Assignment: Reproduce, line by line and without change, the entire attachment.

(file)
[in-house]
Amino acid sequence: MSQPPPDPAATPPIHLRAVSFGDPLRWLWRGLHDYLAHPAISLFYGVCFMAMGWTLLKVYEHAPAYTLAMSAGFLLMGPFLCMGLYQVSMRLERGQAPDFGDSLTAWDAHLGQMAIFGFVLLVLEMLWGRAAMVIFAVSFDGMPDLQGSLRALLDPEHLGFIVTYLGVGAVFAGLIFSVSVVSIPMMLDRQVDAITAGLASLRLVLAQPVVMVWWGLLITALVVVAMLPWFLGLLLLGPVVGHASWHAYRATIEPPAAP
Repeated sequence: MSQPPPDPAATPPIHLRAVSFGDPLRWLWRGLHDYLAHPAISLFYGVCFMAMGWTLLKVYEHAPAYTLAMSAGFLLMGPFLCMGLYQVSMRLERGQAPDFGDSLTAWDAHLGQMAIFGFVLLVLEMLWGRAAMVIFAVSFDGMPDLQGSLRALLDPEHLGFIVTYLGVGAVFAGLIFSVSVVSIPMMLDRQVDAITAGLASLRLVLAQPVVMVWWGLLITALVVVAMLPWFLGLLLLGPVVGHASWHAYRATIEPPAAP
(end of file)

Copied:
[in-house]
Amino acid sequence: MSQPPPDPAATPPIHLRAVSFGDPLRWLWRGLHDYLAHPAISLFYGVCFMAMGWTLLKVYEHAPAYTLAMSAGFLLMGPFLCMGLYQVSMRLERGQAPDFGDSLTAWDAHLGQMAIFGFVLLVLEMLWGRAAMVIFAVSFDGMPDLQGSLRALLDPEHLGFIVTYLGVGAVFAGLIFSVSVVSIPMMLDRQVDAITAGLASLRLVLAQPVVMVWWGLLITALVVVAMLPWFLGLLLLGPVVGHASWHAYRATIEPPAAP
Repeated sequence: MSQPPPDPAATPPIHLRAVSFGDPLRWLWRGLHDYLAHPAISLFYGVCFMAMGWTLLKVYEHAPAYTLAMSAGFLLMGPFLCMGLYQVSMRLERGQAPDFGDSLTAWDAHLGQMAIFGFVLLVLEMLWGRAAMVIFAVSFDGMPDLQGSLRALLDPEHLGFIVTYLGVGAVFAGLIFSVSVVSIPMMLDRQVDAITAGLASLRLVLAQPVVMVWWGLLITALVVVAMLPWFLGLLLLGPVVGHASWHAYRATIEPPAAP